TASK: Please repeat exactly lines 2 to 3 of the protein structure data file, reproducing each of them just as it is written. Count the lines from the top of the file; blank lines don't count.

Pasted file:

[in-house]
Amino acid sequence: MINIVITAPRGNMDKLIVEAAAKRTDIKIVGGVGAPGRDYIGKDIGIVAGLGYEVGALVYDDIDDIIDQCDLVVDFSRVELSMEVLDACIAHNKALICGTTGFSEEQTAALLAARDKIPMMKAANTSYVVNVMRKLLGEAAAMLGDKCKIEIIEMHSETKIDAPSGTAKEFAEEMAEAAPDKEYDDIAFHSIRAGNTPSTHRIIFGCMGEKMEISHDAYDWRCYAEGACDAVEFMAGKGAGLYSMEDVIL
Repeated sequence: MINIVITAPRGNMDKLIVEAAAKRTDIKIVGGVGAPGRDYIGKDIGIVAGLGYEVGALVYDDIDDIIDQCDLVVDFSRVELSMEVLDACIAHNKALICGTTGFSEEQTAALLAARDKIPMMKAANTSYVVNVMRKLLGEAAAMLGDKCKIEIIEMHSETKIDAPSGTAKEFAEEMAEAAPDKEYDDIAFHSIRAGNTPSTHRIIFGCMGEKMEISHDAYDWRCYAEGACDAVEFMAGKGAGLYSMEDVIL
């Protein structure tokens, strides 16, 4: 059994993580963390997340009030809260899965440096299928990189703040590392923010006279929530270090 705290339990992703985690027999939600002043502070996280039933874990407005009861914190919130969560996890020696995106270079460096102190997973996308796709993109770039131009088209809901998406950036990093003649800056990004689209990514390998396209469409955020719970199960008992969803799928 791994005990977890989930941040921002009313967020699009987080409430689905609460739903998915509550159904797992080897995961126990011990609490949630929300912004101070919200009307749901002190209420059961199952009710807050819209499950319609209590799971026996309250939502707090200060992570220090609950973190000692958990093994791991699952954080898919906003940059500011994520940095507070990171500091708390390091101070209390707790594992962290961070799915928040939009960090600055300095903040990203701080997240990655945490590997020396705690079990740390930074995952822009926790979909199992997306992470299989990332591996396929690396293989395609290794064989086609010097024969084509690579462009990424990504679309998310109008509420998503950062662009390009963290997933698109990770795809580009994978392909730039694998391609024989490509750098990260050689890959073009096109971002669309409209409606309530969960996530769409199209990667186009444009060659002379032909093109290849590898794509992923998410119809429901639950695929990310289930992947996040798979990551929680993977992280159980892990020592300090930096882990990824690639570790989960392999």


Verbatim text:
Amino acid sequence: MINIVITAPRGNMDKLIVEAAAKRTDIKIVGGVGAPGRDYIGKDIGIVAGLGYEVGALVYDDIDDIIDQCDLVVDFSRVELSMEVLDACIAHNKALICGTTGFSEEQTAALLAARDKIPMMKAANTSYVVNVMRKLLGEAAAMLGDKCKIEIIEMHSETKIDAPSGTAKEFAEEMAEAAPDKEYDDIAFHSIRAGNTPSTHRIIFGCMGEKMEISHDAYDWRCYAEGACDAVEFMAGKGAGLYSMEDVIL
Repeated sequence: MINIVITAPRGNMDKLIVEAAAKRTDIKIVGGVGAPGRDYIGKDIGIVAGLGYEVGALVYDDIDDIIDQCDLVVDFSRVELSMEVLDACIAHNKALICGTTGFSEEQTAALLAARDKIPMMKAANTSYVVNVMRKLLGEAAAMLGDKCKIEIIEMHSETKIDAPSGTAKEFAEEMAEAAPDKEYDDIAFHSIRAGNTPSTHRIIFGCMGEKMEISHDAYDWRCYAEGACDAVEFMAGKGAGLYSMEDVIL